Social psychologist Becca Levy spends much of “Breaking the Age Code” doing exactly that, weaving together case studies and her own research to demonstrate that old age doesn’t have to suck at all. The expectation that aging means decay, Ms. Levy shows, is actually a major reason it so often does—our negative view of aging is literally killing us. Chipping away at this widespread and deeply ingrained conviction has a measurable effect on health after just 10 minutes. ... n 2002 Ms. Levy combined results from the Ohio Longitudinal Study on Aging and Retirement with data from the National Death Index to reveal that, on average, people with the most positive views of aging were outliving those with the most negative views by 7½ years—an extraordinary 10% of current life expectancy in the United States. 

The author discusses factors that make us prone to negative views of aging, and in particular, the prevalence of ageism. However, the author goes on to address how to change our thinking to "break the age code."

Ms. Levy finishes with a vision of paradise: “A place where ageism does not exist.” But this is no idle fantasy, it’s Greensboro, Vt. She stops for homemade lemonade with an 81-year-old writer for the local paper and swims at Caspian Lake with a real-estate agent in her 80s. When older people and society around them are “harmonized in a productive way,” Ms. Levy continues, it shows how “aging can become a homecoming, a rediscovery, a feast of life.” Or—as Grandpa Eddie puts it after his adventure has left him closer to Spencer than ever before—“Getting old is a gift.”

I'm ordering the book!

 

April 20, 2022 in Books, Consumer Information, Current Affairs, Discrimination, Other | Permalink | Comments (0)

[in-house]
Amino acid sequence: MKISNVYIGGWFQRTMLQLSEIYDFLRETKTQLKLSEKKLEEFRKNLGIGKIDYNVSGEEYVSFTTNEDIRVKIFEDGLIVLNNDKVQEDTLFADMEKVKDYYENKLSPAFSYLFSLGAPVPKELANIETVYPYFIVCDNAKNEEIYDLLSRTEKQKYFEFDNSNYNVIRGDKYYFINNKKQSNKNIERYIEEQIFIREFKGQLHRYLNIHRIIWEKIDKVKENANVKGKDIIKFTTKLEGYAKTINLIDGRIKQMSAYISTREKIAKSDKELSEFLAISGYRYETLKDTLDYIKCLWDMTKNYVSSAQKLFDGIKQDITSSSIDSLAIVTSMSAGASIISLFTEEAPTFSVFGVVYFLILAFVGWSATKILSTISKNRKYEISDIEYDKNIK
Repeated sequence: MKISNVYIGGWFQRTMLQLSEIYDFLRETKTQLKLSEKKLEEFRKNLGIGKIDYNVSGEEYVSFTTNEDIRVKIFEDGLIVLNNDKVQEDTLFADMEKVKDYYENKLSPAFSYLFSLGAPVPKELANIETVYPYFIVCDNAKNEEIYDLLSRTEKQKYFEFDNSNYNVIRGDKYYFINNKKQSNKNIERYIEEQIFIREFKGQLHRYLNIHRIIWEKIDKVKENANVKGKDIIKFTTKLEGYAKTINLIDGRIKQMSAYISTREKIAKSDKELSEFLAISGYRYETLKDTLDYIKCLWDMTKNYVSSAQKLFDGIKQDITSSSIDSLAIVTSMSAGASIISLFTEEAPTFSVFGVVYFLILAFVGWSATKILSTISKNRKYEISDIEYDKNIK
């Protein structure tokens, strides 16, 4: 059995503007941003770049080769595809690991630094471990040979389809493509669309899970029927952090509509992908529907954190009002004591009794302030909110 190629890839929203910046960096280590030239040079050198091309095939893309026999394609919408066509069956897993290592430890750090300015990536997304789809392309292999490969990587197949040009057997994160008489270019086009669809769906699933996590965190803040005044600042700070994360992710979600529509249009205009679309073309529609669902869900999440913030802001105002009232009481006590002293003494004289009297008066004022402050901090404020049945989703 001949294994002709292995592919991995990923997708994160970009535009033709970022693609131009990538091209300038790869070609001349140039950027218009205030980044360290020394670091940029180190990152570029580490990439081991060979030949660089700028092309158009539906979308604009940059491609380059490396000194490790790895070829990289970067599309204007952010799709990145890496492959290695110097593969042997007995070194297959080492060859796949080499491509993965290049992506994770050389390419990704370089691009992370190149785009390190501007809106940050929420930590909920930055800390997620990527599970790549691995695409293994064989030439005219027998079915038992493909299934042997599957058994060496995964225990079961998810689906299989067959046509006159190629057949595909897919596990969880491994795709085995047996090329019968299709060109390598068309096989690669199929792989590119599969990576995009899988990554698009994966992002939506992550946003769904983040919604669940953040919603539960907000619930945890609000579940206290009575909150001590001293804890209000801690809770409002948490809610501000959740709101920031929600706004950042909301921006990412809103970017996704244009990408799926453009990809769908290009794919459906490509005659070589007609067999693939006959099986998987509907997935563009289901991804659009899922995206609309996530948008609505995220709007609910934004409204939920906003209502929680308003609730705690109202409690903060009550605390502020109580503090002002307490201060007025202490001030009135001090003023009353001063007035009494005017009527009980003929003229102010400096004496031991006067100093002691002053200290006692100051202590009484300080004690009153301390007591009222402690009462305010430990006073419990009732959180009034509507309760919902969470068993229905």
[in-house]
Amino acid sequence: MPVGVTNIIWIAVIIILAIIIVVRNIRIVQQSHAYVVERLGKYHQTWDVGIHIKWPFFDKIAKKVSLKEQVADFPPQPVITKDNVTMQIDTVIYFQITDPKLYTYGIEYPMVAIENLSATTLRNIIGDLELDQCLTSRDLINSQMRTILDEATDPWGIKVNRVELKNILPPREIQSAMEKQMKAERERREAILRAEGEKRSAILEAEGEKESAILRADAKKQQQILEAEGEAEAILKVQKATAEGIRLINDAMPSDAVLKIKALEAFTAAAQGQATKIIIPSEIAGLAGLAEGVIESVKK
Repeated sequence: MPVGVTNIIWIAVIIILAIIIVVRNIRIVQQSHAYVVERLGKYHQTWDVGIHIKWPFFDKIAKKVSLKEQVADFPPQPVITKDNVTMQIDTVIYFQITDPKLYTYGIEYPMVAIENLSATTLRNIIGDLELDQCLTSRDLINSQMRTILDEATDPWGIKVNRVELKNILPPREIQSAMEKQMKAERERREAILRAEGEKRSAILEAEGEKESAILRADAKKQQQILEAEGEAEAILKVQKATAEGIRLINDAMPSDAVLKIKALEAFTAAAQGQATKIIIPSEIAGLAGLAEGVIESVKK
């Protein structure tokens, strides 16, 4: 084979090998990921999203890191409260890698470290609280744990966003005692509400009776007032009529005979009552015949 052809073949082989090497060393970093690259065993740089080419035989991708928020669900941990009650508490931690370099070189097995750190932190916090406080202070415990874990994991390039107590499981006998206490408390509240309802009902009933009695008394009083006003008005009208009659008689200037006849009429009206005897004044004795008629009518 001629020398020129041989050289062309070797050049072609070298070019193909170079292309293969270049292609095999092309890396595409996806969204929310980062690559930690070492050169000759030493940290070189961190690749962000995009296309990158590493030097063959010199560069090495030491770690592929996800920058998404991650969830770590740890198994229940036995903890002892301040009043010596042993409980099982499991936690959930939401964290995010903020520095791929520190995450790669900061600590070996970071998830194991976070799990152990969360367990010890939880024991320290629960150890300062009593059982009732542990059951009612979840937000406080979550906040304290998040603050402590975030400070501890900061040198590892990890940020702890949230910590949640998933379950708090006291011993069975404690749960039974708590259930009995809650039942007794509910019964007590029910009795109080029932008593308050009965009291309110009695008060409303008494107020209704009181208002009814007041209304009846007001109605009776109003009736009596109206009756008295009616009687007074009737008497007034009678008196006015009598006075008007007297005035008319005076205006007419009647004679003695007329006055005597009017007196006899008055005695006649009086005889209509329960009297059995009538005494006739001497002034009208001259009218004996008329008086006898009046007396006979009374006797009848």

Wednesday, March 23, 2022

You Don't Have to be a Parrot Head to Retire to Margaritaville

As the New Yorker explains in Retirement the Margaritaville Way, this active adult community was a logical step, "[g]iven the age of Buffett’s fan base, and the life style he’s hawking—as well as baby-boomer demographics... . The development in Daytona [Beach, Florida} was a joint project of Margaritaville Holdings and Minto Communities USA, the American branch of a builder based in Ottawa. In 2017, Minto had bought roughly two thousand acres of brush and swamp, about seven miles from the coast... [with] a plan to develop a retirement community there called Oasis. [which then] became Latitude Margaritaville, taking its name from Buffett’s breakthrough 1977 album...."  The article describes a number of features of the community and interviews with various residents.   And although you don't have to be a parrot head to retire to Margaritaville, you might have more fun if you are. 

March 23, 2022 in Consumer Information, Current Affairs, Housing, Other | Permalink | Comments (0)

You Don't Have to be a Parrot Head to Retire to Margaritaville

As the New Yorker explains in Retirement the Margaritaville Way, this active adult community was a logical step, "[g]iven the age of Buffett’s fan base, and the life style he’s hawking—as well as baby-boomer demographics... . The development in Daytona [Beach, Florida} was a joint project of Margaritaville Holdings and Minto Communities USA, the American branch of a builder based in Ottawa. In 2017, Minto had bought roughly two thousand acres of brush and swamp, about seven miles from the coast... [with] a plan to develop a retirement community there called Oasis. [which then] became Latitude Margaritaville, taking its name from Buffett’s breakthrough 1977 album...."  The article describes a number of features of the community and interviews with various residents.   And although you don't have to be a parrot head to retire to Margaritaville, you might have more fun if you are.